The other frequent response to Trump’s bizarre behavior is that he is trying to please his base for domestic political reasons. But that doesn’t fly here, either. Trump has been shedding public approval over the Russia fiasco, and while his hardcore base may not care about the Russia story, they also (outside of a radical contingent) aren’t deeply invested in Putin.
The real answer seems to be that Donald Trump really is as naive as he appears to be. If Putin tells him he didn’t meddle, he believes him. If reporters ask him about it, he says what’s on his mind.
That shouldn’t make us feel any better about it. The President of the United States isn’t just a complicit tool of Russian plutocratic white supremacist influence. He’s an unwitting one as well.
Conclusion: we are all passengers in a jumbo jet being flown by someone who does not know how to fly a plane.
I revert to the remarks of Jim Ziegler, Alabama state auditor:
He’s clean as a hound’s tooth. Take the Bible. Zachariah and Elizabeth for instance. Zachariah was extremely old to marry Elizabeth and they became the parents of John the Baptist. Also take Joseph and Mary. Mary was a teenager and Joseph was an adult carpenter. They became parents of Jesus. There’s just nothing immoral or illegal here. Maybe just a little bit unusual.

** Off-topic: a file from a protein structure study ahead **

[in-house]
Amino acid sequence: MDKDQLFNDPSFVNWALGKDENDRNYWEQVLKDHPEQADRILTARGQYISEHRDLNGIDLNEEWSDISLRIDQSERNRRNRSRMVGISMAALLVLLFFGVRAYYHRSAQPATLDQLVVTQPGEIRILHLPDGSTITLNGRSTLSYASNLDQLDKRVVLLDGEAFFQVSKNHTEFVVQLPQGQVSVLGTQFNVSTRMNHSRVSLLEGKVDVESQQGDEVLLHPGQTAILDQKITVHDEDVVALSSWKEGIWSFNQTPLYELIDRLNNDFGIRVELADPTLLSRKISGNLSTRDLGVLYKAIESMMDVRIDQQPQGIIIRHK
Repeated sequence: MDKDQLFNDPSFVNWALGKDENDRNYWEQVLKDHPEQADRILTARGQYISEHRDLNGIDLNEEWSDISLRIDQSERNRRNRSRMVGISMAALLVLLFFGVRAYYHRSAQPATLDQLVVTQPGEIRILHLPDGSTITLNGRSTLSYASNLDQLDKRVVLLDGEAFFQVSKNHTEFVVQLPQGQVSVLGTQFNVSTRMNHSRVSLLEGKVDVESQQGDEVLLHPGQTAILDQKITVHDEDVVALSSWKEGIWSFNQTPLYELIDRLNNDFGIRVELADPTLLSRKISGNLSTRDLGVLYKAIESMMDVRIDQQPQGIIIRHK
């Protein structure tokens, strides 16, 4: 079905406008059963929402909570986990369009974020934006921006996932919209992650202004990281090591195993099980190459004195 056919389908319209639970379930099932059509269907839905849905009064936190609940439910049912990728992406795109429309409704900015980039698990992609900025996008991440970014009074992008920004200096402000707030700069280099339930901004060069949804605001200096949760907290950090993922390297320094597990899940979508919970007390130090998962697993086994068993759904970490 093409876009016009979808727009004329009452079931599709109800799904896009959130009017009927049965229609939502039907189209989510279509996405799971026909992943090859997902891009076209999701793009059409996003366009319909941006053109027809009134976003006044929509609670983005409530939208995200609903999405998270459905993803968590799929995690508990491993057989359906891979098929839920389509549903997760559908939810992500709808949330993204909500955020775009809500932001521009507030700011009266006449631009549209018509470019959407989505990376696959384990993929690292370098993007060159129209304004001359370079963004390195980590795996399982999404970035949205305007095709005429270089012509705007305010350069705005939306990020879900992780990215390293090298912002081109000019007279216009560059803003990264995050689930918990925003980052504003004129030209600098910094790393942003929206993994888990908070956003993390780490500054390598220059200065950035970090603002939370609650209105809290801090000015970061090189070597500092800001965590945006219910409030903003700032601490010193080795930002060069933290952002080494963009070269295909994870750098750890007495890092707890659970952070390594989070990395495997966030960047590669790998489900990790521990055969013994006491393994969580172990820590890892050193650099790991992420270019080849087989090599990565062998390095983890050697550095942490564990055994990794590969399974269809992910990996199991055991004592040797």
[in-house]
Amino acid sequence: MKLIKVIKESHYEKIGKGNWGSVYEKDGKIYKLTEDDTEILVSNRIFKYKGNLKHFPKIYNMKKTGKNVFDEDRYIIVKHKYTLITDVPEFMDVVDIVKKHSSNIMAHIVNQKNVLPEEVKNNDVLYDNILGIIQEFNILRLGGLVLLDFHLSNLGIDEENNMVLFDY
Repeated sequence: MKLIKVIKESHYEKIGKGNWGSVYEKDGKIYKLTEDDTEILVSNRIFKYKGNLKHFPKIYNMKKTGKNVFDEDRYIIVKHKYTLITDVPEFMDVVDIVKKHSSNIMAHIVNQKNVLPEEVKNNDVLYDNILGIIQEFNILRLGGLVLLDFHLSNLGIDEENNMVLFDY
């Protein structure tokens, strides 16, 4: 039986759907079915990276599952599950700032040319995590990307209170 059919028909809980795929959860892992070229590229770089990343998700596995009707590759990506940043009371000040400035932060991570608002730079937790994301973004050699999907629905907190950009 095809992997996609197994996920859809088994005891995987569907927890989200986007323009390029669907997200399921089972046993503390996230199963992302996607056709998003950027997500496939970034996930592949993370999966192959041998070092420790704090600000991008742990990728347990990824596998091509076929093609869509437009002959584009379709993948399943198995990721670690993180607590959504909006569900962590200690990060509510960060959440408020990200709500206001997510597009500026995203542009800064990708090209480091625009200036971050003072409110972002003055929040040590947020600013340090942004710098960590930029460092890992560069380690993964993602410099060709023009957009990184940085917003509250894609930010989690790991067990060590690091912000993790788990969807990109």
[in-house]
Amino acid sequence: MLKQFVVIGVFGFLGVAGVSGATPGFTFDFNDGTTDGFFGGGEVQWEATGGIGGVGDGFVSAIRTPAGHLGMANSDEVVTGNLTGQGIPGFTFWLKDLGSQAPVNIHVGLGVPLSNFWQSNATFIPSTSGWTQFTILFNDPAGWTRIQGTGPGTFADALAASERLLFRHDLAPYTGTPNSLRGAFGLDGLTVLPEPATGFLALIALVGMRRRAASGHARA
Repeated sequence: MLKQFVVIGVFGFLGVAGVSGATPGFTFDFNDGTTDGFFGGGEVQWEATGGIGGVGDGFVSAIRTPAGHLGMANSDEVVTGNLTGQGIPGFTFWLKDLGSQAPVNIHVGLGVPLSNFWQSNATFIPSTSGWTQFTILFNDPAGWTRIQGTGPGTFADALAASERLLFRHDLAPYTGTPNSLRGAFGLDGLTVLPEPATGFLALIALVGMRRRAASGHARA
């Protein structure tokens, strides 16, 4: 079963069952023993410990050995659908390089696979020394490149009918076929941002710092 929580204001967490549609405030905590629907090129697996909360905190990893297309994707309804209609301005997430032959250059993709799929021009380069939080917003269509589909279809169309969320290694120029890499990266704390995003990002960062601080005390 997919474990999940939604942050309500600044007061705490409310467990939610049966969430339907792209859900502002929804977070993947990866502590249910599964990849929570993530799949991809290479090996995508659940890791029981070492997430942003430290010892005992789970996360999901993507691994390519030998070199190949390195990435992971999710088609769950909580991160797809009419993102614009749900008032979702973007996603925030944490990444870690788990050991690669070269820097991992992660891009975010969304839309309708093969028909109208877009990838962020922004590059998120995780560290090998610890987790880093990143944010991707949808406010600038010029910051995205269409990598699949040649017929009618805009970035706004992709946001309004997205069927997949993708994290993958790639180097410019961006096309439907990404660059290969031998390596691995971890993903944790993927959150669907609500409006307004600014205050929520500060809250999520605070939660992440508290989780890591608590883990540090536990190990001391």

Based on his years attending Southern Baptist Sunday school and on his expertise as an art historian, Vasari explains that Mr. Ziegler is incorrect, and that, as Vasari puts it,
Joseph was not the father of Jesus, at least according to western church dogma. I do not have a song but I do have this little ditty:
As a ray of the sun
Through a window can pass,
And yet no hurt is done
The translucent glass,
So, but more subtly,
Of a mother untried,
God, the son of God,Comes forth from his bride.
It seems that several versions of this verse, likely sung, made the rounds in medieval Flanders.
In short, pace Mr. Ziegler, Mary conceived by the Word, not intercourse.
A telling illustration of the idea can be seen in alternatively, Robert Campin/Workshop of Robert Campin under the title alternatively The Merode Altarpiece/The Annunciation Triptych.
Forgetting the fascinating side panels, let’s look at a detail of the central panel. The angel announces. Simultaneously the complex baby slides down a light beam toward Mary, and if you want to use a straightedge you will see that the path is to Mary’s head, even, I think, her ear. Notice that the light beams and the baby have passed through the glass of the window without breaking it. And by the way the path takes them past a pot of water, water=clean.